Bettman: Teams to face 'severe discipline' for not reporting incidents
Andre Ringuette / National Hockey League / Getty

Gary Bettman is shedding some light on what the NHL plans to do to address inappropriate behavior by its coaches and those involved in the game.

On Monday after the league's Board of Governors meetings in California, the commissioner laid out the initial steps the NHL will take in the wake of a series of revelations that have resulted in Bill Peters' resignation from the Calgary Flames and the Chicago Blackhawks' investigation into assistant coach Marc Crawford.

Bettman said NHL clubs are on notice that they must immediately advise the league office if they become aware of an incident involving league personnel that is "clearly inappropriate, unlawful, or demonstratively abusive," or if they're made aware of an incident that may violate the NHL's policies on or off the ice.

"There will be zero tolerance for any failure to notify us and in the event of such failure, the club and individuals involved can expect severe discipline," he added.

Bettman said inappropriate conduct by club personnel "will be disciplined, either by the team, the league, or both," and that the discipline has to be severe to ensure the conduct doesn't happen again.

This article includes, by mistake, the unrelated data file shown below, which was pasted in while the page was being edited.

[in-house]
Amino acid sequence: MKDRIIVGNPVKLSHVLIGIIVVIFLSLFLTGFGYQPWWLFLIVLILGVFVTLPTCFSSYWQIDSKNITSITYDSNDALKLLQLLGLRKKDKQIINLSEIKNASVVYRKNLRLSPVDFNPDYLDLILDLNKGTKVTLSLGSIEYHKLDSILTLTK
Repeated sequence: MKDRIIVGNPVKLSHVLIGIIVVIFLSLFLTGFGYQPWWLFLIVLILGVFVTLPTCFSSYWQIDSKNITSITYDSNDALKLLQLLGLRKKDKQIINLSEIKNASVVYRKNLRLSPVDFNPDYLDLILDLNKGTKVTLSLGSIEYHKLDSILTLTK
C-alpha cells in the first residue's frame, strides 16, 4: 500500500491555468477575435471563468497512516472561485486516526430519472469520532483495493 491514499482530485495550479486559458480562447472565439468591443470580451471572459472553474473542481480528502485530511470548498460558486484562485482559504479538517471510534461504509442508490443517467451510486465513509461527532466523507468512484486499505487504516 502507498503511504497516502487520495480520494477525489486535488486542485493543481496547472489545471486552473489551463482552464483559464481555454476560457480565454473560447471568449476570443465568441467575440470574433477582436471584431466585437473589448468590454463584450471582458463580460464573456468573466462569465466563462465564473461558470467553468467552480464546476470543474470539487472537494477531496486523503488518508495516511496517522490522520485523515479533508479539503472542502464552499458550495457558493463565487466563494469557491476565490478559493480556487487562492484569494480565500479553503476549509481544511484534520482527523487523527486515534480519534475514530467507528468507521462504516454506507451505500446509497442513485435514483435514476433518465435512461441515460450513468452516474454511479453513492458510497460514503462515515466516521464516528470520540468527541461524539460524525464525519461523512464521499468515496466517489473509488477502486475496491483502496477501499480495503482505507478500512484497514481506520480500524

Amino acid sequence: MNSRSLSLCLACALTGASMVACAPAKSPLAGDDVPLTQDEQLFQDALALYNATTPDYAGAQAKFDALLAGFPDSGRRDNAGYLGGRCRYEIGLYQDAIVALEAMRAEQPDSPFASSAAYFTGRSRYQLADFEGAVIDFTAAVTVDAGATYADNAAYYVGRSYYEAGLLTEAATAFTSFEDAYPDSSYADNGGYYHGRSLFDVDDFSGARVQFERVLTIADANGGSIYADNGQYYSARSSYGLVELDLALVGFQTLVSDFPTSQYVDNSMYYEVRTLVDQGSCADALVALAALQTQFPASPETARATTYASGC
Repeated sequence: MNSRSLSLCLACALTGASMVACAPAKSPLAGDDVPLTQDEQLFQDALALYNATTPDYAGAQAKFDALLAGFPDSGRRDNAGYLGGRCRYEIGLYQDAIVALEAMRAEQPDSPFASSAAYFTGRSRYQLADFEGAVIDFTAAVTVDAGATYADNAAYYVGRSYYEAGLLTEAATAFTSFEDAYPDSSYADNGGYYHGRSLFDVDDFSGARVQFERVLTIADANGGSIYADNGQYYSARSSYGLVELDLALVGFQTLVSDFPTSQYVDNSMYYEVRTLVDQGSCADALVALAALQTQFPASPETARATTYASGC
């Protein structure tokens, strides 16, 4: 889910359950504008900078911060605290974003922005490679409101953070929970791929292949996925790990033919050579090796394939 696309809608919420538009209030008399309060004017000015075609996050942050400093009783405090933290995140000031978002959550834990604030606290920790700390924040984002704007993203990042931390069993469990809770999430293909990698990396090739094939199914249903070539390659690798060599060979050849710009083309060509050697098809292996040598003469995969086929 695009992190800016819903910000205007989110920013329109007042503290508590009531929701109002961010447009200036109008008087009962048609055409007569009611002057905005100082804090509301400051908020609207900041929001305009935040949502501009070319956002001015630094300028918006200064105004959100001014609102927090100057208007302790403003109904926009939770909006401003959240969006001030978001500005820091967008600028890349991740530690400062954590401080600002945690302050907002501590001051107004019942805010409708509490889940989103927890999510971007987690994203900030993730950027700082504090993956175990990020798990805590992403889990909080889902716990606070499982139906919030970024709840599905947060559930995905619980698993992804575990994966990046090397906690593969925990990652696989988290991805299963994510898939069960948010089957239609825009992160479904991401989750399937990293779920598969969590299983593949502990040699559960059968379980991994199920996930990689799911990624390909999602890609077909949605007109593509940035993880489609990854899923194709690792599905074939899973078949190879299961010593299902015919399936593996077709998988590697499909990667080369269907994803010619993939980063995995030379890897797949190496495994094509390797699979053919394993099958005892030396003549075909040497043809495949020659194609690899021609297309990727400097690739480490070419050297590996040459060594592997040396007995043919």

The commissioner also announced the league will institute a mandatory annual program on counseling, consciousness-raising, education, and training on diversity and inclusion. The program will be required for all head coaches, minor-league bench bosses under contract with NHL clubs, assistant coaches, general managers, and assistant general managers.

Bettman explained that the program's structure will be created by outside professionals and that the league will consult with the NHLPA to determine the extent that it should be presented to the players.

Lastly, the NHL will create a platform - "perhaps a hotline," according to Bettman - on which incidents of inappropriate conduct connected to the league can be reported either anonymously or for attribution.

In November, former NHLer Akim Aliu revealed Peters hurled the N-word at him multiple times when the two were with the Blackhawks' AHL affiliate in 2009-10. Former Carolina Hurricanes defenseman Michal Jordan also said Peters kicked him and punched another player in the head during a game when Peters was behind the bench in Carolina.

Peters admitted directing "offensive language" toward Aliu and stepped down as Calgary's head coach days later.

Following Bettman's remarks Monday night, Aliu tweeted that he was pleased to see the commissioner taking action. Aliu met with Bettman and deputy commissioner Bill Daly at the NHL offices last week, after which the former player said he was optimistic about the coming changes.

Chicago is investigating Crawford following an allegation by former enforcer Sean Avery that the former NHL head coach kicked him during a game while the two were with the Los Angeles Kings in 2006.

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Bettman: Teams to face 'severe discipline' for not reporting incidents
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